What about a arced flat (ribbon) rail with slot through it on one side, 60 precise mounts to mount the cameras flush on in exactly the same angle each one. The mounts have a mount that slides in the slot with no play, they slide up against each other so the mounts are flush against one another. Because the rail holds the desired curves and the mounts are all the same, they naturally space the cameras and cause the angle of the cameras to follow the curve of the rail and touch flat against each other. The rail could be made of an material that can be tensed to produce a curve or shape, but realistically such curves will tend to be parabolic rather then circular.

The other is to buy something that has holes/mounting points and use those. Some sort of strip/rail might have that (hardware store supplier might be good place to find experimental pieces).

for the cameras that slide through the slot and

Cole McDonald May 15th, 2006 11:44 AM

for stabilization software, shake does a good job ($$$) or cinelerra (free). You could do it manually positioning the frames individually, or slow it down a bit more up front by tweening with a morphing software (plenty of free packages)...I'll try to whip up a quick example from the file you provided...Version tracker has MorphX available for download (free) to play with.

Nick Jushchyshyn May 15th, 2006 12:09 PM

A lot of your "jitter" is coming from color balance inconsistancies from camera to camera. Equalize these and you will be cleaning out a substancial amount of the multicamera artifacts you're experiencing.

To help remove X/Y jitter, us a stationary central target (ping pong ball on a stand), shoot a sequence and then run a 2D stabilization on this in post (After Effects Pro, Nuke, Shake). Then, you can copy the stabilization data to your followup real shots. Note, that the most obvious positioning jitter come from sudden shifts in camera tilt (clockwise, counter-clockwise).

Levan Bakhia May 16th, 2006 02:35 AM


Originally Posted by Nick Jushchyshyn
A lot of your "jitter" is coming from color balance inconsistancies from camera to camera. Equalize these and you will be cleaning out a substancial amount of the multicamera artifacts you're experiencing.

To help remove X/Y jitter, us a stationary central target (ping pong ball on a stand), shoot a sequence and then run a 2D stabilization on this in post (After Effects Pro, Nuke, Shake). Then, you can copy the stabilization data to your followup real shots. Note, that the most obvious positioning jitter come from sudden shifts in camera tilt (clockwise, counter-clockwise).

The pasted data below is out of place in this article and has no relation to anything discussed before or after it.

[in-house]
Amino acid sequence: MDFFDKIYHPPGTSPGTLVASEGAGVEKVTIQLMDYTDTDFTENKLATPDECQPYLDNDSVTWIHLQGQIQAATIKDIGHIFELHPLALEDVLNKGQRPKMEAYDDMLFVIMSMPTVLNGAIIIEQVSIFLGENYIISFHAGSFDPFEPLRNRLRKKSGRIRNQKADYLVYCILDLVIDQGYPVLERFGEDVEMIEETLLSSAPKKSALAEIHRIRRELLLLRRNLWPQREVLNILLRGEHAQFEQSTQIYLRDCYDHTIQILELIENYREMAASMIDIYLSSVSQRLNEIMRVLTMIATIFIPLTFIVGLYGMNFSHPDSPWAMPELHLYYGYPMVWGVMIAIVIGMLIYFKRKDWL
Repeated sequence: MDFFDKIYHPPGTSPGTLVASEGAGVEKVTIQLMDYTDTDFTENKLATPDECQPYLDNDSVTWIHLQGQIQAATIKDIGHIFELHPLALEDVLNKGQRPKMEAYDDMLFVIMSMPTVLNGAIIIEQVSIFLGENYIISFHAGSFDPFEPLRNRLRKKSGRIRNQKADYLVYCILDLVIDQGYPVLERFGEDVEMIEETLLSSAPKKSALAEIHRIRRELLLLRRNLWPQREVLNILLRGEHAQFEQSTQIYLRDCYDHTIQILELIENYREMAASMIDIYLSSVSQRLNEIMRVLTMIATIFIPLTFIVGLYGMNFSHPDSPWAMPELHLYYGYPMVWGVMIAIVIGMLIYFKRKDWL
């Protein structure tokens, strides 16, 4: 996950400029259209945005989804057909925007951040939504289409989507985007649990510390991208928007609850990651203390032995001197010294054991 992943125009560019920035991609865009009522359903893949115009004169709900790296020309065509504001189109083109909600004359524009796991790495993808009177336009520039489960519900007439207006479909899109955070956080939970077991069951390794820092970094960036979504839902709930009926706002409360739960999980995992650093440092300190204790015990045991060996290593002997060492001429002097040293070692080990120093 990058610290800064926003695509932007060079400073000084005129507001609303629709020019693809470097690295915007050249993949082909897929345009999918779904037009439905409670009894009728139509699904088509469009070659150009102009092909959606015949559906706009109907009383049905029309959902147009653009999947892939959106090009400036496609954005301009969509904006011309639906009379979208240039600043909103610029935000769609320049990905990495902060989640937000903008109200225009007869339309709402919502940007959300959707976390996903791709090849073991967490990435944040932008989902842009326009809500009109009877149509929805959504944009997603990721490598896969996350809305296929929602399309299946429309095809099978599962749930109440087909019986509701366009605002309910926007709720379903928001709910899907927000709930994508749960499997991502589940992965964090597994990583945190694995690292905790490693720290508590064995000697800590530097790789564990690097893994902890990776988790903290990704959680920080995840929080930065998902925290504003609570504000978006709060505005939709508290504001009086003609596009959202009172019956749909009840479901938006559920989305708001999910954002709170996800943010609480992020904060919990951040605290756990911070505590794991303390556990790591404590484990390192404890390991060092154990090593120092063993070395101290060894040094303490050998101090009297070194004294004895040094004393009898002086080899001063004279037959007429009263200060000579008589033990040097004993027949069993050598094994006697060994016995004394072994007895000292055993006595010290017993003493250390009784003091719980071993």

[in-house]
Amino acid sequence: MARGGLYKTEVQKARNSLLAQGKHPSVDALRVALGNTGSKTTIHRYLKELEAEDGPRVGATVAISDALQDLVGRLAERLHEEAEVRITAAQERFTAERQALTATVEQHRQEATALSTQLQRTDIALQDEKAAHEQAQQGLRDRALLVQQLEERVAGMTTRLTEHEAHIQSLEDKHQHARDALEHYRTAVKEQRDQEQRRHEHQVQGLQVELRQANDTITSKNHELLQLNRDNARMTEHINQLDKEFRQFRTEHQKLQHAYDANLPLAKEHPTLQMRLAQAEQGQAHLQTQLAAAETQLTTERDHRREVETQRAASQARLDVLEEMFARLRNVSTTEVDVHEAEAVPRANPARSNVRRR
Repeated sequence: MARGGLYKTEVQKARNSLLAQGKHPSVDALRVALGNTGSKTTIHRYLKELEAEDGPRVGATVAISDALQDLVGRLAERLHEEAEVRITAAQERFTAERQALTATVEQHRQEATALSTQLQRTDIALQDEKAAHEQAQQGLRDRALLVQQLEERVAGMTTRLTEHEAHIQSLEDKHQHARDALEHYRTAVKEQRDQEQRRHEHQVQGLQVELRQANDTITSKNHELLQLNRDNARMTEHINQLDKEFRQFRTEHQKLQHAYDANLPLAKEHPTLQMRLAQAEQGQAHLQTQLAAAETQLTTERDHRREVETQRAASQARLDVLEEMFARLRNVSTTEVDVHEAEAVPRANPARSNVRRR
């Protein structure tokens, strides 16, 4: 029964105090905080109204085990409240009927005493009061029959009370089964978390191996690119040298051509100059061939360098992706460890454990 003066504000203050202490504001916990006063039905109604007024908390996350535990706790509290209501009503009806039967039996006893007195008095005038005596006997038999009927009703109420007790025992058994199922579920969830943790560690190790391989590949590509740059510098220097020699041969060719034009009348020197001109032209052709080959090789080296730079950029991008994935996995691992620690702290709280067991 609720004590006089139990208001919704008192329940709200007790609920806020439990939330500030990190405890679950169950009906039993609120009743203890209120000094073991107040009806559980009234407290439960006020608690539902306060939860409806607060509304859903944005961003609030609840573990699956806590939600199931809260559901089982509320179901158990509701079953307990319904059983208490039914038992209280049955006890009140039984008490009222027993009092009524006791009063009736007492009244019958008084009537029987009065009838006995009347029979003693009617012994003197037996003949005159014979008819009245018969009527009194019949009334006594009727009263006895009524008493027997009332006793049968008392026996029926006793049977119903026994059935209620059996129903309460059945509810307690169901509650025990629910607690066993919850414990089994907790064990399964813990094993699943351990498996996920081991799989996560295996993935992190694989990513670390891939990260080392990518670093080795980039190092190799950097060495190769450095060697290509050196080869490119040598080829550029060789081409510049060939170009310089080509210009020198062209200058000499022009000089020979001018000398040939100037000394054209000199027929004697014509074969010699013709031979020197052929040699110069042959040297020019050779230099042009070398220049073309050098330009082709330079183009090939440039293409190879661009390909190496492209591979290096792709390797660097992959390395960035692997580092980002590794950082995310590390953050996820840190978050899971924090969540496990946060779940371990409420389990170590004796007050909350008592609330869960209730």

Yes, you are correct. Even thou, I only read this post today, yesterday after a lot of experimenting I came to the same conclusion. It appeared that the marked center in the camera viefinder doesn't match exactly to the center of the taken picture. So what I did, while aliging cameras to one marked point I then shot the point from all the cameras, and then I removed the mark and did my shots. Then in AE, I have aligned picture to the marked point in the picture and copied the corrected keys to the actuall shots, and the result are great. I never tried to correct the colors, and that is not going to be a problem, for this moment, I just wanted to achieve the stable XYZ movement and I did it, even thou it took almos a week of experimenting. Today I will be doing a first fully corrected shot, and tomorrow will upload so that you can see and comment.

Thanks for the help anyways.

Levan Bakhia May 25th, 2006 11:04 AM

Hi, again. Please help me here again if you have any idea.

So, I did alignemnt thing and the motion I get at the end is smooth and very nice. But what happened to be a problem now is sync. there is a slight difference between times the cameras take pictures. I sync them with 2.5mm jacks set up in parrallel connection. After I didn't get the good sync, I did a test. I aligned 15 cameras to the stopwatch and did the shooting. my stopwatch was as detailed as 1/1000 of a sec. So in some cases all the cameras take the same moment but in some cases there is a difference in 1/100 of a second. I couldn't see the pattern and logic, but it is 50/50 sometimes it is sync and sometimes it is not. I have no idea why. Maybe any of you have an idea? All the parameters are identical in the cameras and are manual. also, there is no pattern in the cameras. I mean, I couldn't single out a camera which has delays, it varies from shot to shot. also, I found that in most cases there are two positions in time, some cameras take one and others take second, so there are no multiple differencies.